The chances are that the skeptics are repeating what they heard somewhere else or the recommendations of people that sell fuel.

I may just stretch the fuel in the Jeep a few more months just to see if it will still be good at the 3 year mark. I still have just less than a half tank.

Why would this be important?

For one thing in a SHTF situation one would not be using their vehicle daily as we do now. It would remain parked for long periods and only used to fetch materials or make short high speed trips when absolutely necessary. It might be screened or hidden for months without moving. Contrary to popular belief one will not be traipsing about the countryside using up fuel that might never be replaced. Your use might drop from 10K-20K miles a year down to a hundred miles per year, or less.

The gas in your tank might remain in your tank for months, or years, before it is used up. Even then one might be salvaging the fuel from abandoned vehicles with a pint or quart left in the tank after the fuel pump claimed the vehicle was dry. I have pulled fuel tanks in the past, there is always a splash of fuel left to drain when the tank is removed from the vehicle after draining.

One more thing to add to the list of things we have been told to worry about that are not really worth worrying over.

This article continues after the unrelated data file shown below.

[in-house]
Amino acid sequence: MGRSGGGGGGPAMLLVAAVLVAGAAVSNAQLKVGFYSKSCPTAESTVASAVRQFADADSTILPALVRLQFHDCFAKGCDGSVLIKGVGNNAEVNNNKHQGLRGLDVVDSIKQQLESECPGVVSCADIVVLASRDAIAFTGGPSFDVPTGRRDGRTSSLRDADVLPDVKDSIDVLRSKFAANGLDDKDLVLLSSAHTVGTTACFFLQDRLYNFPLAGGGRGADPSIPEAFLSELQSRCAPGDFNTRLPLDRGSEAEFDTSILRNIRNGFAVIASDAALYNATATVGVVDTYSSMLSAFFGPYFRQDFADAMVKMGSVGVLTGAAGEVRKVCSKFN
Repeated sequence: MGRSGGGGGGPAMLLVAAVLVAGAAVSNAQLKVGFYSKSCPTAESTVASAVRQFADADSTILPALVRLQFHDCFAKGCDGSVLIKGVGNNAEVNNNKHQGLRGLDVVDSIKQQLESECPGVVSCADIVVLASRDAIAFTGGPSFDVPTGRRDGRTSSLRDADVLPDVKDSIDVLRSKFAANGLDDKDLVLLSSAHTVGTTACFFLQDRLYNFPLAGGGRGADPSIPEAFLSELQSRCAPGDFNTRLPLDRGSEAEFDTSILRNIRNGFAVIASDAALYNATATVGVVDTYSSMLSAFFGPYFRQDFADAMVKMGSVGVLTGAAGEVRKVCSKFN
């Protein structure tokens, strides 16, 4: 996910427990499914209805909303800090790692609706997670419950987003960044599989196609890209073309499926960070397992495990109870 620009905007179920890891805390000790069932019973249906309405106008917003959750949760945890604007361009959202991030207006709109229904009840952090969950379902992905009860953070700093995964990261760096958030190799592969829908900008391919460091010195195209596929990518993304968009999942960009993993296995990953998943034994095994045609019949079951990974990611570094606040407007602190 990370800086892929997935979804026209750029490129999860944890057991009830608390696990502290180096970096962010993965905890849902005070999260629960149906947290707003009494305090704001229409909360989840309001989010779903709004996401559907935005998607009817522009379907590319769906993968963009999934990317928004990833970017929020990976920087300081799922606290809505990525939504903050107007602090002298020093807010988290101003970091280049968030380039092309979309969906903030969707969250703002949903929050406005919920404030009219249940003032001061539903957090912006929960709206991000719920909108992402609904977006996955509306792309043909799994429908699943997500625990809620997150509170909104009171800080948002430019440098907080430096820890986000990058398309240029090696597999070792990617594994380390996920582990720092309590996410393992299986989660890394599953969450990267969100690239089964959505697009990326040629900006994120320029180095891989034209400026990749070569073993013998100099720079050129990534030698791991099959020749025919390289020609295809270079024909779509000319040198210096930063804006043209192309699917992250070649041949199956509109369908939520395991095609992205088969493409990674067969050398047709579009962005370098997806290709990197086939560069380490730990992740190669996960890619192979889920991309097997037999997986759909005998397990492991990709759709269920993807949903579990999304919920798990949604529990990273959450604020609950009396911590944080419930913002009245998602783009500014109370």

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31 August 2018, 15:23,
#2
RE: Old Fuel
Good point. I've several fuel cans and I've regularly mixed them up and have been unclear about when they are due for refilling. So I know that I have used fuel at least two years old with no issues.
Skean Dhude
-------------------------------
It is not the strongest of the species that survives, nor the most intelligent that survives. It is the one that is the most adaptable to change. - Charles Darwin
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31 August 2018, 16:24,
#3
RE: Old Fuel
Same here i have fuel diesel and petrol that are two years old....i have been using the petrol on chainsaw, brush cutter, generator,blower,and hedge trimmer and the car, the diesel in the truck and power washer....NO problems AT ALL .....in WW2 stock piles of fuel were stored and used over long periods ....there are different mixture variations Winter/Summer so i am told but what i have WORKS .
The ability to laugh at yourself while you learn is a great attribute.
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31 August 2018, 19:31,
#4
RE: Old Fuel
Good post, MB.
When you come to the end of your rope, tie a knot and hang on.
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31 August 2018, 20:53,
#5
RE: Old Fuel